HILO — Millions of dollars in federal funding could be in jeopardy because the county Mass Transit Agency didn’t submit its required paperwork for three of the past six years.
That revelation Thursday by Mass Transit Administrator Brenda Carreira, in response to questioning by Puna Councilwoman Ashley Kierkiewicz, has county, state and federal officials scrambling to understand what went wrong and how to fix it.
“This is alarming,” said Hilo Councilwoman Sue Lee Loy. “Really, really alarming.”
If the problem isn’t resolved, not only could the county be barred from further federal grants, but it could be forced to pay some back. Furthermore, Hawaii County’s error could have ramifications for other Hawaii counties seeking federal money, Carreira said in response to questioning.
That bothered Council Chairman Aaron Chung, who doesn’t want to see Hawaii County’s problems hurt other counties’ transit projects.
“Does this misstep put not only us at jeopardy but the rest of the state?” he asked, receiving an affirmative response from Carreira. “That is not a good situation. … I’m sure the federal government will give us some leeway, and I don’t want to assume anything, but this is a really bad situation.”
Carreira didn’t bring up the federal grant problem Thursday during a lengthy, routine budget report to the council’s Finance Committee. Only after Kierkiewicz probed the grant funding issue did Carreira drop her bombshell.
Carreira said she recently received a phone call from the state Department of Transportation asking what’s going on.
“We just had this conversation, but my jaw kinda dropped,” Carreira said, adding, “We’re going to fix this.”
Officials from HDOT will be meeting with county staff Tuesday to try to figure out how to get the county into compliance.
“In advance of an anticipated audit from the Federal Transit Administration, HDOT is visiting the counties to conduct a test audit to ensure that the programs are ready for the FTA,” HDOT spokesman Tim Sakahara said in an email response.
“The test audit will include reviewing required agreements, reports, maintenance program documentation and safety program documents. We are starting on Hawaii Island,” he added. “At this time, no federal funds are in jeopardy.”
It’s not known how much money could be at stake. Carreira said the county lost out on funding for three years because the reports weren’t submitted. The agency anticipates getting $3.4 million for the budget year that starts July 1.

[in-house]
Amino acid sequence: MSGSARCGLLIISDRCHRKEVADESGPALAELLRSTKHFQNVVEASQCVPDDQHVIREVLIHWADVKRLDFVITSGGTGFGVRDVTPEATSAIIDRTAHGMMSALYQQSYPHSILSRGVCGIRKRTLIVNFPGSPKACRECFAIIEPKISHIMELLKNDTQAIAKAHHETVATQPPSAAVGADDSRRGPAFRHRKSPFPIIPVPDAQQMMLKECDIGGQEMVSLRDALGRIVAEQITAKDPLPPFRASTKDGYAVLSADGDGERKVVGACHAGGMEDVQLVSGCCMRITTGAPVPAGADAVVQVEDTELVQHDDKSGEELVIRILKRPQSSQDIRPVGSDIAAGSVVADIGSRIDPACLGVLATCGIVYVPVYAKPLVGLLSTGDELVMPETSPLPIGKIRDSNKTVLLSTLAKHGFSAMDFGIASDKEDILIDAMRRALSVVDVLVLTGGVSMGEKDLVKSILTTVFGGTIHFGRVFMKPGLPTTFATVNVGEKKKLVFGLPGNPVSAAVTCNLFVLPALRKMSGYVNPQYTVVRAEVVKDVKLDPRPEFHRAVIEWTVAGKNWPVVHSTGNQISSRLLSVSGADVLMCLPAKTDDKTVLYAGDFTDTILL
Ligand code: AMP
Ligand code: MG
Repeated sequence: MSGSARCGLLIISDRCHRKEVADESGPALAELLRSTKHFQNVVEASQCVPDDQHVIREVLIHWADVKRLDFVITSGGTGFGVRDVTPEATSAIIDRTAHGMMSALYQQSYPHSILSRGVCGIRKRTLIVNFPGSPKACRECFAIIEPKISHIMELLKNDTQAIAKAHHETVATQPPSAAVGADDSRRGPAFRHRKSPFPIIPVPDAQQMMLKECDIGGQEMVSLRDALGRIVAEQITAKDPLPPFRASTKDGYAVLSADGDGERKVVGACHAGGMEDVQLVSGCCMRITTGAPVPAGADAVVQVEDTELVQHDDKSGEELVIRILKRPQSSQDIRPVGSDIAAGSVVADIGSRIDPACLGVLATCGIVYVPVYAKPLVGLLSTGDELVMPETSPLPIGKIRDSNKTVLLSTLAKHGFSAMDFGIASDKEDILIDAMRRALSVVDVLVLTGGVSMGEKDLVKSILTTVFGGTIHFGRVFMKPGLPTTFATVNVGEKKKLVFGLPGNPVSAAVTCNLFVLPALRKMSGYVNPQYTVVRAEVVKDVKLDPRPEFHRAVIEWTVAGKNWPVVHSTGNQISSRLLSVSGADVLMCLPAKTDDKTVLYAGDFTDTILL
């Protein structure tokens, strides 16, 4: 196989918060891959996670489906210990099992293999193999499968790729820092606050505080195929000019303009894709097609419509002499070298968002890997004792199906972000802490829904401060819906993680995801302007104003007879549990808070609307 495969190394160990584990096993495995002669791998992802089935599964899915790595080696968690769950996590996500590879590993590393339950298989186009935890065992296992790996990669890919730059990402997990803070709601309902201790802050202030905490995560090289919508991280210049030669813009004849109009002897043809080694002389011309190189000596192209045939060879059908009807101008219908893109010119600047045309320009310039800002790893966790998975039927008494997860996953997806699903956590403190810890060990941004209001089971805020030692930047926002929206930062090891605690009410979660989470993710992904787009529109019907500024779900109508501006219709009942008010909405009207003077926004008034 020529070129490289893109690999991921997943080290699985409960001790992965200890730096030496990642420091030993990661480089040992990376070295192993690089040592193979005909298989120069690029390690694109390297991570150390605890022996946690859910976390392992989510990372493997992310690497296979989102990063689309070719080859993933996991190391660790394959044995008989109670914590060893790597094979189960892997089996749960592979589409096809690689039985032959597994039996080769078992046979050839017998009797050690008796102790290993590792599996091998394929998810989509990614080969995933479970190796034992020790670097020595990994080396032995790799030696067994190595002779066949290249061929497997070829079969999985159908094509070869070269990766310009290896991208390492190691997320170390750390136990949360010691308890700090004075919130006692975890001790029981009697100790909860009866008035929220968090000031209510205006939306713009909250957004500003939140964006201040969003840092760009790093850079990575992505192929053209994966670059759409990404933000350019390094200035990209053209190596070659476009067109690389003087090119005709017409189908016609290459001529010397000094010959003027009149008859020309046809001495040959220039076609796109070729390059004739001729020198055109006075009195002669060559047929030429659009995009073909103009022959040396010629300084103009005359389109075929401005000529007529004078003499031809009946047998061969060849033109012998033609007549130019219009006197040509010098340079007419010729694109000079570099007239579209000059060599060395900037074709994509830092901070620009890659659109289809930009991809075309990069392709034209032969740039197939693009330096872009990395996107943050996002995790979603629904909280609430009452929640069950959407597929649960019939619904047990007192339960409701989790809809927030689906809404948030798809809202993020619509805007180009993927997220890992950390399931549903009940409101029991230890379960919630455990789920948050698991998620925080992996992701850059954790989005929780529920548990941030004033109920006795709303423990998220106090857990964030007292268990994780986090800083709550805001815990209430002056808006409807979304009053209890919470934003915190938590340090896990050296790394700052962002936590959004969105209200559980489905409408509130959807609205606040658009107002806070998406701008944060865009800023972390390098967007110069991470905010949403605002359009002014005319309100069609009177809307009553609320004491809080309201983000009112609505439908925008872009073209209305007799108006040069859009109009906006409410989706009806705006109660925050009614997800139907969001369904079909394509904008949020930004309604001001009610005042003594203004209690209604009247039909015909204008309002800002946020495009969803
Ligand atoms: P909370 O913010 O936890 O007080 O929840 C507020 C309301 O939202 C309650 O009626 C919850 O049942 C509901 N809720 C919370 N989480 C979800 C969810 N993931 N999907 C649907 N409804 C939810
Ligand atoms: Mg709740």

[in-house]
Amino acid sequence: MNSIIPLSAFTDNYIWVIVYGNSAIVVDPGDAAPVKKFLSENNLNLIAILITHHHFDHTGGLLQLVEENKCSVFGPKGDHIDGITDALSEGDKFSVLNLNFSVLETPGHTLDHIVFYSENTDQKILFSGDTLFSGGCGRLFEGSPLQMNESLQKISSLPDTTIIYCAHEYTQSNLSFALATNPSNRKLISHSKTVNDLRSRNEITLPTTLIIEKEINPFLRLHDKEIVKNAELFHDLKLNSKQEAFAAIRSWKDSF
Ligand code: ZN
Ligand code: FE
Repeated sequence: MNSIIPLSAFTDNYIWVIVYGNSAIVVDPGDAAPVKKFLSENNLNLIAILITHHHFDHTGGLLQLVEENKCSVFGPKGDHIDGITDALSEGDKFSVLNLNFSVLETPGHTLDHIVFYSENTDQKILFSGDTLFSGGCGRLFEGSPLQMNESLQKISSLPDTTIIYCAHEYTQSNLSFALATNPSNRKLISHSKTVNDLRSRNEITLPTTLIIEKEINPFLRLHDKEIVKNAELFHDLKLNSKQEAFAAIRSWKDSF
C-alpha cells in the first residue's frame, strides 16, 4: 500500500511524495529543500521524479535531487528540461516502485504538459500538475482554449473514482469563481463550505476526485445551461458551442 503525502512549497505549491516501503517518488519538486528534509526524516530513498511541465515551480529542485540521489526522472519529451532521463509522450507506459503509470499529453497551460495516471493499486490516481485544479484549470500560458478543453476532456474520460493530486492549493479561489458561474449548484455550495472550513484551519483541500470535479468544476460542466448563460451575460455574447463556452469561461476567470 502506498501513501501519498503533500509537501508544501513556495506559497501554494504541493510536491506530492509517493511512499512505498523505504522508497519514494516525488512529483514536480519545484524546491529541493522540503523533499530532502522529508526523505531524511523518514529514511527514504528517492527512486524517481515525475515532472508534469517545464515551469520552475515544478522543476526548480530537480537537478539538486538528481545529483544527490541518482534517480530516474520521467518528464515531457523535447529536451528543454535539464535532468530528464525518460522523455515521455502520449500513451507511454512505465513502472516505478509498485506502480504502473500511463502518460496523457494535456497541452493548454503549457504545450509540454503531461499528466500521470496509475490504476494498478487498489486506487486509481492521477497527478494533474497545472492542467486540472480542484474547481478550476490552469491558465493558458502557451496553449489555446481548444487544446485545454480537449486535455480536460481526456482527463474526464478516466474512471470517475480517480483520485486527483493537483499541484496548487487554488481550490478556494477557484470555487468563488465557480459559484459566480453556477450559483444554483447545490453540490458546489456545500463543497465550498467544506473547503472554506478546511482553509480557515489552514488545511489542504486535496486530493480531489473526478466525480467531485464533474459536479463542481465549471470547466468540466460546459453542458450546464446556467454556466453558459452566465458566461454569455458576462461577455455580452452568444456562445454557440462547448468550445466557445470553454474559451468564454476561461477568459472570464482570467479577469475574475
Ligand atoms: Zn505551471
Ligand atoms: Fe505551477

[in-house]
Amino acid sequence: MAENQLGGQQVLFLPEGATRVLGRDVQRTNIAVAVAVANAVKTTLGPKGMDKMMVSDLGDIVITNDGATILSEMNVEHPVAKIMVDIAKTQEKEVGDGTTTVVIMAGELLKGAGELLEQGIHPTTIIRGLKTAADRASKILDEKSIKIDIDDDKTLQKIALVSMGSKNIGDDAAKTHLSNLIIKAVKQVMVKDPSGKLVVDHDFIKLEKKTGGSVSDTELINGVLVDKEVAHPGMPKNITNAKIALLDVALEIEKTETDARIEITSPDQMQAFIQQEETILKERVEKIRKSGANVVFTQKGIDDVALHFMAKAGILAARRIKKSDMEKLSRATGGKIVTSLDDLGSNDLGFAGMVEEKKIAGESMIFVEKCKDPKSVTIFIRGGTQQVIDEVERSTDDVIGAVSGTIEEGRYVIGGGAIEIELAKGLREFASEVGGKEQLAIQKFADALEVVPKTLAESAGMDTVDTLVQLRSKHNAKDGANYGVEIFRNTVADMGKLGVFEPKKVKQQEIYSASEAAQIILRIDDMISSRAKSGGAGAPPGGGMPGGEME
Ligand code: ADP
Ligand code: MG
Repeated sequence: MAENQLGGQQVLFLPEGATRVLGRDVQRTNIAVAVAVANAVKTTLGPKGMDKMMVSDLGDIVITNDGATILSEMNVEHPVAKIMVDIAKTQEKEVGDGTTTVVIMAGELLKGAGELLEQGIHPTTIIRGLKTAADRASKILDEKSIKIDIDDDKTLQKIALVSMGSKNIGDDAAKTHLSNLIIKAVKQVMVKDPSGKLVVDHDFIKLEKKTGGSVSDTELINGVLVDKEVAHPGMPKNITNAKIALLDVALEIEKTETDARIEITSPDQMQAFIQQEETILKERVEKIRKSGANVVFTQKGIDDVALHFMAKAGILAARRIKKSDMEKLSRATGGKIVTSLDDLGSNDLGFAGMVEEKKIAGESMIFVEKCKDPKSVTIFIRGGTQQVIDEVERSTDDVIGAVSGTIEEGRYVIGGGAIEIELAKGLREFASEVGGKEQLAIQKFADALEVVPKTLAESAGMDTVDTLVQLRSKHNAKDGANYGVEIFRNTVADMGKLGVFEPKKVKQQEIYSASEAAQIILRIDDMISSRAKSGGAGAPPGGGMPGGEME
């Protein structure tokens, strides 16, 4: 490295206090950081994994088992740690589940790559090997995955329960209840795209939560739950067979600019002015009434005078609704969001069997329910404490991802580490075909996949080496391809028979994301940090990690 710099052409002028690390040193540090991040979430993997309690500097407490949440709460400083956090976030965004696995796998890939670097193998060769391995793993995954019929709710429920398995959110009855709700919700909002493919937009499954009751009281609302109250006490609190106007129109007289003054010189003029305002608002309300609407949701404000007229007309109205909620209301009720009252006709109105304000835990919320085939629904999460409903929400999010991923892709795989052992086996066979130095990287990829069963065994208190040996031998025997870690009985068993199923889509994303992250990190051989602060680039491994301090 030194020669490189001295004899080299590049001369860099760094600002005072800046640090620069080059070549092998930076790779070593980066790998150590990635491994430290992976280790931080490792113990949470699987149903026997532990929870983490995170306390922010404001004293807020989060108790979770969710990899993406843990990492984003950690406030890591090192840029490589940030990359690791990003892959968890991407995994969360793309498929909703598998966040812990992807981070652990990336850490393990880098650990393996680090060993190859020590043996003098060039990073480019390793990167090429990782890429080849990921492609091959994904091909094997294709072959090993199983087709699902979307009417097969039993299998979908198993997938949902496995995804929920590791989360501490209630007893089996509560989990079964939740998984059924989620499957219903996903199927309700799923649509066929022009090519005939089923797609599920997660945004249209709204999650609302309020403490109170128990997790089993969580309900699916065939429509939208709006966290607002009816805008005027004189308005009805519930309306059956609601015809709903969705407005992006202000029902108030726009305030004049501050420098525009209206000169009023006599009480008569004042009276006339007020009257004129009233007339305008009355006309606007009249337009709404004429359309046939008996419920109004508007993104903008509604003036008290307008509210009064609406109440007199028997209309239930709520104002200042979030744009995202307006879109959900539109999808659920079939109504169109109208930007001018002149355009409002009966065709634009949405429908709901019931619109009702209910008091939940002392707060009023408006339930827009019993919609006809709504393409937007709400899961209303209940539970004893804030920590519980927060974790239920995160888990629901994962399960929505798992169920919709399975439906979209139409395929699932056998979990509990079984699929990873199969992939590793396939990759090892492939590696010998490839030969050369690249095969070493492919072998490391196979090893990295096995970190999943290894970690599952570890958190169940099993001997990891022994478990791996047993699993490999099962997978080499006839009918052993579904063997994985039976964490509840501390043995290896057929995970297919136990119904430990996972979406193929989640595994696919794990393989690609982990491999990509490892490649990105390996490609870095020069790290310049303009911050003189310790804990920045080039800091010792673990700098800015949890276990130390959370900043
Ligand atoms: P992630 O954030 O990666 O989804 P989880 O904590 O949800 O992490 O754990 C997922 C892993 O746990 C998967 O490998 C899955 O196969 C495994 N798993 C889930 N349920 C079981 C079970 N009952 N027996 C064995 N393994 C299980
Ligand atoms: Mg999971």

Carreira said the federal government is asking for records dating back to 2017, but, if there is an audit, it could go back further.
“We need to have it in a place where if we have an audit we can see it exactly,” she said. “I don’t want to lose funds, I don’t want to pay back funds, I don’t want to jeopardize the state. … But in an audit they could go back to previous years.”
U.S. Sen. Brian Schatz, D-Hawaii, has been trying to help, she said.
“Brian has been absolutely wonderful and actually, I believe he’s been protecting us,” Carreira said.
Schatz’s office was unable to provide a comment by press time Friday.
Carreira, the third administrator in a year, took over Oct. 1. She inherited an agency plagued by inconsistent bus schedules, broken buses, a drop in ridership, a county performance audit that blasted sloppy cash-handling practices and low employee morale.
One of the former administrators, Tiffany Kai, was in charge of managing the grants. She had stepped down as top administrator when problems began surfacing in 2017 and is now a program manager in the department.
Carreira and Kai said the agency was understaffed and at one point had only three people in the administrative office.
“We just didn’t have the capacity to do all of that,” Kai said. “I didn’t get the training I should have gotten. … I take full responsibility with what happened with our agency.”
The agency collects trip and mileage logs on papers filled out by Hele-On bus drivers. The numbers are supposed to be entered into a spreadsheet and reported to the FTA, under conditions spelled out by the government.
The Finance Department is loaning the Transit Agency extra workers to go through the mountains of paperwork to try to back-fill the required data.
“We physically have to go through each piece of paper,” Carreira said.
Finance Director Deanna Sako said she’d been unaware of the grant reporting problems at the Mass Transit Agency, although she knew the agency was struggling with record-keeping. She said agencies above a certain revenue level have their books audited regularly, while smaller agencies are “sprinkled in” on a less regular basis.
“I think we have the checklist, but we’re not making sure the boxes are getting checked,” Sako replied in response to questions about whether there are procedures in place to ensure grant requirements are followed.
Kierkiewicz said she hopes the administration will see the current problem as a place to streamline and coordinate its grant records-keeping processes.
“They’re public dollars and we need to be accountable for that,” she said. “There’s clearly a breakdown in the system.”